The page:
Siemens' telephony arm starts anew

The Australian enterprise telephony division of global technology giant Siemens AG is hoping for a fresh start as it tries to put a troubled past behind it. The division -- now rebadged as Siemens Enterprise Networks Australia (SENA) -- has followed in the October 2006 footsteps of its global parent Siemens Enterprise Communications (SEC) and over the past few months become a separate legal entity from the rest of Siemens' operation Down Under.

The Australian enterprise telephony division of global technology giant Siemens AG is hoping for a fresh start as it tries to put a troubled past behind it.

The division -- now rebadged as Siemens Enterprise Networks Australia (SENA) -- has followed in the October 2006 footsteps of its global parent Siemens Enterprise Communications (SEC) and over the past few months become a separate legal entity from the rest of Siemens' operation Down Under.

Speaking with reporters in Sydney today, SENA's new Australian general Mario Vecchio -- who joined the company in October last year in the wake of the global separation -- acknowledged his group had had a troubled past in Australia.

He said SEC was the second-largest enterprise telephony vendor in Europe, and number three globally. However, in Australia the company is currently languishing with just 5 percent market share behind competitors such as NEC, Ericsson, Nortel and Cisco. This was despite Siemens historically having what Vecchio described as a large install base of Australian enterprise telephony customers.

To address these problems, SENA has recently moved from a direct sales model to a distribution model, appointing IPL Communications as its distributor to small and medium enterprises, and strengthening an existing relationship with telco and integrator Commander for the high-level corporate and government market.

In the process, SENA has cut its local headcount down from 24 staff to just 10, although Vecchio claimed all of those departing had been re-allocated to jobs with the company's partners, or the larger Siemens AG organisation.

Commander has bulked up its sales and support staff focused on Siemens work, and taken third-level support responsibilities back from SEC's global workforce. Commander has done level one and two support work for SENA since early this decade.

With the moves under his belt, Vecchio said all of his remaining staff were completely focused on customers. The company now has a local goal of hitting 15 percent market share within the next two years.

Vecchio said SENA had a number of large customers who were local divisions of large multinationals (particularly European companies), as well as strengths in the health and education verticals.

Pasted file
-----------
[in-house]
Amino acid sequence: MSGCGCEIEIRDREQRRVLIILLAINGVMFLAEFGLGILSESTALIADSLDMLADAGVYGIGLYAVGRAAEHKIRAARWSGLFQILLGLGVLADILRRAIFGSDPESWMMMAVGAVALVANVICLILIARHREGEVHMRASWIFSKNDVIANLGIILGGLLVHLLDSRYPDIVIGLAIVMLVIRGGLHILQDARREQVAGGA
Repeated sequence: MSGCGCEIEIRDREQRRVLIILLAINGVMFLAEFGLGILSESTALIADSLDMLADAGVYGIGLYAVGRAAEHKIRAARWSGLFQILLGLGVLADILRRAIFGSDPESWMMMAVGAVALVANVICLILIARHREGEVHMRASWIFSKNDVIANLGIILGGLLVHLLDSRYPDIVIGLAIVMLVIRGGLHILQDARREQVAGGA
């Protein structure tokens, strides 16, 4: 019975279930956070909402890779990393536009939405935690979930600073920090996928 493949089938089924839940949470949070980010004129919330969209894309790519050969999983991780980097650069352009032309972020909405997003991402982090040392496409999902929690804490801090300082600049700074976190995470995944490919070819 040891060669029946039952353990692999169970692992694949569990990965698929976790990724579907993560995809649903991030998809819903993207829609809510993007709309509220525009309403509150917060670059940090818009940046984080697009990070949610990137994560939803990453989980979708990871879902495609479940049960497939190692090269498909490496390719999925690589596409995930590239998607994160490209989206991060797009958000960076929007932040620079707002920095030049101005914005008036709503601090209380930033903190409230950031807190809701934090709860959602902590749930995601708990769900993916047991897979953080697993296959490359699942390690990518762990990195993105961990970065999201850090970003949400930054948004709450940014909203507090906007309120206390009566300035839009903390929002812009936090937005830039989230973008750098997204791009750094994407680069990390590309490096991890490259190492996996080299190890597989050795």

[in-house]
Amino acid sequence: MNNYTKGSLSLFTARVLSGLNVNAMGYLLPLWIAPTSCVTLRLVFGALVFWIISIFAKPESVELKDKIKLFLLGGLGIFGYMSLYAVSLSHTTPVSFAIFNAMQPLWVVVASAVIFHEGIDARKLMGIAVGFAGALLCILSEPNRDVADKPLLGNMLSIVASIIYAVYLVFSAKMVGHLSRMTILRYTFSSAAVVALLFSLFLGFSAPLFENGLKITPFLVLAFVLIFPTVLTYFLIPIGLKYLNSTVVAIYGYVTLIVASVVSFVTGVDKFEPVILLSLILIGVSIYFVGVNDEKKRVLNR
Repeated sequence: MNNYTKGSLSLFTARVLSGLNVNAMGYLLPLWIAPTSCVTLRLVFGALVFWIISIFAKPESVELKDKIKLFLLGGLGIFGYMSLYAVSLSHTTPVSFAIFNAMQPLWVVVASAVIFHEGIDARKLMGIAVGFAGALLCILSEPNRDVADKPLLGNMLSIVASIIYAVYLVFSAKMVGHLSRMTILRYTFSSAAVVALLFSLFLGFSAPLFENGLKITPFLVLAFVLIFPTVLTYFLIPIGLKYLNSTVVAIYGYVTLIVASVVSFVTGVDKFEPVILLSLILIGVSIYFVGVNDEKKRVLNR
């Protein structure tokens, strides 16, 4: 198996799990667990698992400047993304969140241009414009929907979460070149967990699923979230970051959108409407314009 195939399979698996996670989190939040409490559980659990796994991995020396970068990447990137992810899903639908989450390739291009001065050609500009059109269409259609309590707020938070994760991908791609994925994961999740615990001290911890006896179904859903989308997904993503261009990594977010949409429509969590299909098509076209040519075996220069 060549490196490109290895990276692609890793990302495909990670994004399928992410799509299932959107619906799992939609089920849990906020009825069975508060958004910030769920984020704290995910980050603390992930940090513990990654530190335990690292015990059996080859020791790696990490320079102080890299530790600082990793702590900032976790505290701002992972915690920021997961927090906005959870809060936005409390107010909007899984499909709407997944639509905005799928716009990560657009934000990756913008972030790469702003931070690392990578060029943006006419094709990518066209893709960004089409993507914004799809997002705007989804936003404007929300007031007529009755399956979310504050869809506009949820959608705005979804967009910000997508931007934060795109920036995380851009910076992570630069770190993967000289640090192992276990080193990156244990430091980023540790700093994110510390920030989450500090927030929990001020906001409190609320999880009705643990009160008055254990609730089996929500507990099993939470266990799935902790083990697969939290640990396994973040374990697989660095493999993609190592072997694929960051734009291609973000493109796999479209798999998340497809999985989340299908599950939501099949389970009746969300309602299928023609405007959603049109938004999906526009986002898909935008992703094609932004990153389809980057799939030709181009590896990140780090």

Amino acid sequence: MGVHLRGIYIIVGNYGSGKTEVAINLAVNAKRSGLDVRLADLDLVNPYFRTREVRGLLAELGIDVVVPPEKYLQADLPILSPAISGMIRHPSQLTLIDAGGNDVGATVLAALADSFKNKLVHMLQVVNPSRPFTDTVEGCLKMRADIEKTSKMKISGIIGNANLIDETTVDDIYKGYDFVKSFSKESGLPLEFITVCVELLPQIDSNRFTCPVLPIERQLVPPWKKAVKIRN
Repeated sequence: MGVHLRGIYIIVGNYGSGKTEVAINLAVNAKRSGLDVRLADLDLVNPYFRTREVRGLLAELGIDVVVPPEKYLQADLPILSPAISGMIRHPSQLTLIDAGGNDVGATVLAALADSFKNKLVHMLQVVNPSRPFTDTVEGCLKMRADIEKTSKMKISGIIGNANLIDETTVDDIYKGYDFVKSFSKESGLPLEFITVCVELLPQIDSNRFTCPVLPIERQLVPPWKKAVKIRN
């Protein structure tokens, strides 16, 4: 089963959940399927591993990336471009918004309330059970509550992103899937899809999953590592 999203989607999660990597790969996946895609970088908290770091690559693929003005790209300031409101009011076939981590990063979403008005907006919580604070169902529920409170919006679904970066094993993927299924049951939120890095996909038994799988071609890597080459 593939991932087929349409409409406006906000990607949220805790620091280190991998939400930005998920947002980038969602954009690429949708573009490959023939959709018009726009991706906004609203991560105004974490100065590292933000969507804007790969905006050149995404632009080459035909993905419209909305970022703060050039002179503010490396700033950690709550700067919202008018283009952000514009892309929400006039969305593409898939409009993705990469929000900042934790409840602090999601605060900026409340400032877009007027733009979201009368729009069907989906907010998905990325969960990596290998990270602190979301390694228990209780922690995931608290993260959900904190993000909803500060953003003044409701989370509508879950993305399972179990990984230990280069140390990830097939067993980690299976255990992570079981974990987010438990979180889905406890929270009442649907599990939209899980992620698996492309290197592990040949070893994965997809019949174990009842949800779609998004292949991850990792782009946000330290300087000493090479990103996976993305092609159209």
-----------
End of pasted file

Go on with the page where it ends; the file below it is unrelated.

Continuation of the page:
View from a partner
One executive who also provided a view this morning of SENA's recent Australian history was Commander's group general manager of its Enterprise division, Steve Evans.

"As Mario said, they're number two in Europe and number three worldwide. Here in Australia their market share was very restricted, because we didn't have access to all of the same products that were available worldwide," Evans told reporters.

"So we were stuck almost in a technology void from a Siemens perspective."

"As a result of the lack of technology roadmap, we didn't promote Siemens as aggressively as we should have, and Siemens didn't promote themselves as aggressively as they should have; therefore, there was a lack of mindshare," the Commander executive said. "There were organisations going out to market for a PABX solution, or a telephony integrated call centre solution, that probably wouldn't have had Commander, nor Siemens, in the top three of a tender."

Evans added the previous multi-tiered support structure -- where Commander escalated level three support problems to Siemens' locally, in the UK or at the global company headquarters in Germany -- had got in the way of the need to provide timely support to customers.

The executive said there had been "an acute shortage" of technical resources to provide pre- and post-sales support to Siemens products.

Despite all of this, Evans said Commander's relationship with Siemens was still "very successful" because of the German vendor's large and committed install base, and the fact that a lot of international companies have standardised on Siemens kit.

Looking to the future, Evans said Commander now had a roadmap for SEC's entire range, and could extend the life of a lot of hardware currently being used by Australian customers. The integrator now had a much closer level of contact with Siemen's global laboratories in Germany.

Because Commander has now taken on third-level support for SEC products, Evans said his group could now solve most problems in-country, without the need to escalate support internationally.

And SEC's new technologies -- such as call centre, VoIP and presence solutions -- could now start to flow into Australia in a bigger way.

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